I Miss the ‘Big Bad Bruins’

( Photo Credit: Michael Dwyer / AP Photo )

By: Theo Lander | Follow me on Twitter @lander_theo

The Boston Bruins are not the gang of rough-housers that they once were. The sport has evolved into a more skill-based game at the National Hockey League level. While this has made the game more fun to watch from a talent perspective, I feel we are missing some of the things that made us (me) fall in love with the sport in the first place.

Don’t misinterpret the point I’m trying to make here; I love how hockey is currently played in the NHL. This style of play more closely resembles the flow of the game at the IIHF World Junior Championships. I have always said that the World Junior Championship is the second best ice hockey tournament of the year, behind the Stanley Cup Playoffs.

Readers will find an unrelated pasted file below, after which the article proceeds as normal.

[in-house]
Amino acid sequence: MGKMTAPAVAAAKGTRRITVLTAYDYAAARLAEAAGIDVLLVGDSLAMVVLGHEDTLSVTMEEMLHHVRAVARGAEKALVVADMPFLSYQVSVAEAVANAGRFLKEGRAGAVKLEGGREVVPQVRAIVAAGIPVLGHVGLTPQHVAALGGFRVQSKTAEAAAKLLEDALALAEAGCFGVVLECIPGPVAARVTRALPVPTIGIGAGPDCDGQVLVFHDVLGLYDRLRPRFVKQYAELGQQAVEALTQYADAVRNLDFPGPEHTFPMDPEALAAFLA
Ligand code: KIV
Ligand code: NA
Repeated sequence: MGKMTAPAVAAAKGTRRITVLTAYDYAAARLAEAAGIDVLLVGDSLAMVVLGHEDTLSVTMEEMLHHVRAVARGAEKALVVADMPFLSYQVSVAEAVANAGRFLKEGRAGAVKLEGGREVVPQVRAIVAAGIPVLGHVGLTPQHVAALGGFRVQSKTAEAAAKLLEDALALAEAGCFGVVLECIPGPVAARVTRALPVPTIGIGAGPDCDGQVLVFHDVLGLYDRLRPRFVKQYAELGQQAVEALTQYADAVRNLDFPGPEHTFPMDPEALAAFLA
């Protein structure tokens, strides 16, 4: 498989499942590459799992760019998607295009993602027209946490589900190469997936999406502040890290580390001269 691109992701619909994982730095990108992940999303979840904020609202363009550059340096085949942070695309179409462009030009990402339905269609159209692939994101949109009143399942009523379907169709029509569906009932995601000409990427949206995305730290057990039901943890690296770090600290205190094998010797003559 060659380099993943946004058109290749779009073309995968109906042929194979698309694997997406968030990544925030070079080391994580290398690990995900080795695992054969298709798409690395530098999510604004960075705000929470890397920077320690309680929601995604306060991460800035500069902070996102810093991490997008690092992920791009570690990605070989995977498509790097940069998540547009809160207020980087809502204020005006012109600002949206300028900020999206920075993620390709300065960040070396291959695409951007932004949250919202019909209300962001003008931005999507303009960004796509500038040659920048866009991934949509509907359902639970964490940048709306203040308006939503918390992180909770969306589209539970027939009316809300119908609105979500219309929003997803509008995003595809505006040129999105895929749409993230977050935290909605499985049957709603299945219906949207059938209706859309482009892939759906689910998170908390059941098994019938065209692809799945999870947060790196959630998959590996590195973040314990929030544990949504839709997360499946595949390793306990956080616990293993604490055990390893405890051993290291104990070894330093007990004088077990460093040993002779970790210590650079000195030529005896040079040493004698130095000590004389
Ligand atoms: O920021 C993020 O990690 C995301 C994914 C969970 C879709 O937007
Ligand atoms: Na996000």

The game’s speed on a large sheet of ice compiled by the best young and up-and-coming talent that the sport has to offer while representing their nations is appointment viewing for any sports fan. It’s impossible to watch and not feel these athletes’ emotions when you see them score a critical goal, followed by celebrating to the fullest extent. 

The underlying message is this: the game naturally becomes more exciting when every player on the ice has elite skill and speed. While the NHL doesn’t possess the same youthful spirit that the World Juniors does, it has, without a doubt, become more aligned to that play style. This is much more normal nowadays compared to the start of the millennium. For example, look at the flow of play in this game from 2004 (also note those beautiful NESN graphics). The puckhandling is much more choppy, the transition game is way slower, and the players focus on physical play a lot more than they would in today’s game:

Bruins-Habs Game 1 2004 4/7/04